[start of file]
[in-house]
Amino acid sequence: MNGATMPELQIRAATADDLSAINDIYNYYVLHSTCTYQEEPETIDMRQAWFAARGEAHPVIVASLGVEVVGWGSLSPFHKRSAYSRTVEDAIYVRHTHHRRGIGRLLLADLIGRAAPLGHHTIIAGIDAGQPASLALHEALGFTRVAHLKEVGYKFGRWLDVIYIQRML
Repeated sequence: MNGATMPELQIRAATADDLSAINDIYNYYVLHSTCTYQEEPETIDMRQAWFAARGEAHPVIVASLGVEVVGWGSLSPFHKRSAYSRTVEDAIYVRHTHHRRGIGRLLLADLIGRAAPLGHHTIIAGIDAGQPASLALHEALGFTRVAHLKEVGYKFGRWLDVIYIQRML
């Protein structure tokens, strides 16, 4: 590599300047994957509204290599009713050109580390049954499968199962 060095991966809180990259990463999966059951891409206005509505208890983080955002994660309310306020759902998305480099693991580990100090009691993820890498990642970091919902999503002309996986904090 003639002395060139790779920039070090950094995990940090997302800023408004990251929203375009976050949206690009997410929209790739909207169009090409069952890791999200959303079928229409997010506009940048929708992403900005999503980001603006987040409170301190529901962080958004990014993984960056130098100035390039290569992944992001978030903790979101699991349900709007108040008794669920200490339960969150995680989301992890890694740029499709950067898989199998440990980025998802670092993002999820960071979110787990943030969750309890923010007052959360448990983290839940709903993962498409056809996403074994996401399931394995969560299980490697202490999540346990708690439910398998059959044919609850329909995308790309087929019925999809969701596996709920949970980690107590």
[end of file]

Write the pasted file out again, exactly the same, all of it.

[in-house]
Amino acid sequence: MNGATMPELQIRAATADDLSAINDIYNYYVLHSTCTYQEEPETIDMRQAWFAARGEAHPVIVASLGVEVVGWGSLSPFHKRSAYSRTVEDAIYVRHTHHRRGIGRLLLADLIGRAAPLGHHTIIAGIDAGQPASLALHEALGFTRVAHLKEVGYKFGRWLDVIYIQRML
Repeated sequence: MNGATMPELQIRAATADDLSAINDIYNYYVLHSTCTYQEEPETIDMRQAWFAARGEAHPVIVASLGVEVVGWGSLSPFHKRSAYSRTVEDAIYVRHTHHRRGIGRLLLADLIGRAAPLGHHTIIAGIDAGQPASLALHEALGFTRVAHLKEVGYKFGRWLDVIYIQRML
């Protein structure tokens, strides 16, 4: 590599300047994957509204290599009713050109580390049954499968199962 060095991966809180990259990463999966059951891409206005509505208890983080955002994660309310306020759902998305480099693991580990100090009691993820890498990642970091919902999503002309996986904090 003639002395060139790779920039070090950094995990940090997302800023408004990251929203375009976050949206690009997410929209790739909207169009090409069952890791999200959303079928229409997010506009940048929708992403900005999503980001603006987040409170301190529901962080958004990014993984960056130098100035390039290569992944992001978030903790979101699991349900709007108040008794669920200490339960969150995680989301992890890694740029499709950067898989199998440990980025998802670092993002999820960071979110787990943030969750309890923010007052959360448990983290839940709903993962498409056809996403074994996401399931394995969560299980490697202490999540346990708690439910398998059959044919609850329909995308790309087929019925999809969701596996709920949970980690107590």